Jupiter (magnitude –2.0, in Aquarius) sinks lower in evening twilight every day. Look west-southwest. It sets around twilight's end.
Saturn is out of sight in conjunction with the Sun.
Uranus (magnitude 5.8, in Aries) is high in the southwest after dark. Finder chart.
Neptune (magnitude 8.0, in Aquarius) is sinking away in the west-southwest, invisible to the unaided eye some 12° upper left of Jupiter.
All descriptions that relate to your horizon — including the words up, down, right, and left — are written for the world's mid-northern latitudes. Descriptions and graphics that also depend on longitude (mainly Moon positions) are for North America.
Eastern Standard Time, EST, is Universal Time (also called UT, UTC, GMT, or Z time) minus 5 hours.
Want to become a better astronomer? Learn your way around the constellations. They're the key to locating everything fainter and deeper to hunt with binoculars or a telescope.
This is an outdoor nature hobby. For an easy-to-use constellation guide covering the whole evening sky, use the big monthly map in the center of each issue of Sky & Telescope, the essential magazine of astronomy.
Once you get a telescope, to put it to good use you'll need a detailed, large-scale sky atlas (set of charts). The basic standard is the Pocket Sky Atlas (in either the original or Jumbo Edition), which shows stars to magnitude 7.6.
Next up is the larger and deeper Sky Atlas 2000.0, plotting stars to magnitude 8.5; nearly three times as many. The next up, once you know your way around, are the even larger Interstellarum atlas (stars to magnitude 9.5) or Uranometria 2000.0 (stars to magnitude 9.75). And be sure to read How to Use a Star Chart with a Telescope. (It applies just as much to charts onscreen as to charts on paper.)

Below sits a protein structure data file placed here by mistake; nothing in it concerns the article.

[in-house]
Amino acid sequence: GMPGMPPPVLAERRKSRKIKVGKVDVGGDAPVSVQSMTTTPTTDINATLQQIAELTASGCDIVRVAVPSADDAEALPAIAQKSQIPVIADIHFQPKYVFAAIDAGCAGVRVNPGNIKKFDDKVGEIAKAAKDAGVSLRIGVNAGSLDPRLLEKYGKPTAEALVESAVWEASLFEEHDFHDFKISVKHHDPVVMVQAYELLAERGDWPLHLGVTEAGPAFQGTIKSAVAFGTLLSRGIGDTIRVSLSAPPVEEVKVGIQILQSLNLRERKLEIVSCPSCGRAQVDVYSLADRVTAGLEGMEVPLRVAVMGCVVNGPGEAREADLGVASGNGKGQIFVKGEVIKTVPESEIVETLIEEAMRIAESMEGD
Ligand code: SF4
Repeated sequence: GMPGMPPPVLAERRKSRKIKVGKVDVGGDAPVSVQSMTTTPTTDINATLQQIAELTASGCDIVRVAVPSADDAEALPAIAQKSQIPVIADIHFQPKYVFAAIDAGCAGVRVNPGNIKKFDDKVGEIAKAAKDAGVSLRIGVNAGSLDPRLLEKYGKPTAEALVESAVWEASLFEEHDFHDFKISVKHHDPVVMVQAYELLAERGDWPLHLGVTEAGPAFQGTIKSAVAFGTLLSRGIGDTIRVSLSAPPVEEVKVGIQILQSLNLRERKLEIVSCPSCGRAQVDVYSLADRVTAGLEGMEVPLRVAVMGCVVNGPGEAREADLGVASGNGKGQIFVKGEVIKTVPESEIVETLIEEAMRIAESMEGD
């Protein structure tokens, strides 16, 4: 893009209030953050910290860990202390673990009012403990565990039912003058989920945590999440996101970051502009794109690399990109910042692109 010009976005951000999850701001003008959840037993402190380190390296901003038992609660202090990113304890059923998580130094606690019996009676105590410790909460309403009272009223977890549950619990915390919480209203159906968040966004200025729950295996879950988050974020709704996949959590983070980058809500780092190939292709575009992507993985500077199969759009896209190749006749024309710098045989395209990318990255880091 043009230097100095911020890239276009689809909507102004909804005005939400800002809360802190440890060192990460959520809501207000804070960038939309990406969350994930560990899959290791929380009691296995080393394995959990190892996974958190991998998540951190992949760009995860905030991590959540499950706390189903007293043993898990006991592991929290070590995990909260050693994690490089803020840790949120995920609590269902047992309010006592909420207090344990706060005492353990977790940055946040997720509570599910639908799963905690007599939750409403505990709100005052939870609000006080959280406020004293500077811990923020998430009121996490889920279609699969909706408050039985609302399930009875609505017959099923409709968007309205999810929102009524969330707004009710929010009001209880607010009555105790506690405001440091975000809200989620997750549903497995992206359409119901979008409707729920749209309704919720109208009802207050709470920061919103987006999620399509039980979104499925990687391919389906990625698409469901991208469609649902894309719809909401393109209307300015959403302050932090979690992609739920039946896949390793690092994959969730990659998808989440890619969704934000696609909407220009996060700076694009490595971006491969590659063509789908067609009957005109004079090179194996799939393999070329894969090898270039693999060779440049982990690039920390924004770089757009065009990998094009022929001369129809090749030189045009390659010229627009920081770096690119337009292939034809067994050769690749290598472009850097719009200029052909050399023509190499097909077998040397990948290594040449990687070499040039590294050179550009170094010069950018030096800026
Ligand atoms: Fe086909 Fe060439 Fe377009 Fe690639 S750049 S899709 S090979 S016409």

You'll also want a good deep-sky guidebook. A beloved old classic is the three-volume Burnham's Celestial Handbook. An impressive more modern one is the big Night Sky Observer's Guide set (2+ volumes) by Kepple and Sanner.
Can a computerized telescope replace charts? Not for beginners, I don't think, and not on mounts and tripods that are less than top-quality mechanically, meaning heavy and expensive. And as Terence Dickinson and Alan Dyer say in their Backyard Astronomer's Guide, "A full appreciation of the universe cannot come without developing the skills to find things in the sky and understanding how the sky works. This knowledge comes only by spending time under the stars with star maps in hand."
Audio sky tour. Out under the evening sky with your
earbuds in place, listen to Kelly Beatty's monthly
podcast tour of the heavens above. It's free.
"The dangers of not thinking clearly are much greater now than ever before. It's not that there's something new in our way of thinking, it's that credulous and confused thinking can be much more lethal in ways it was never before."
— Carl Sagan, 1996
"Facts are stubborn things."
— John Adams, 1770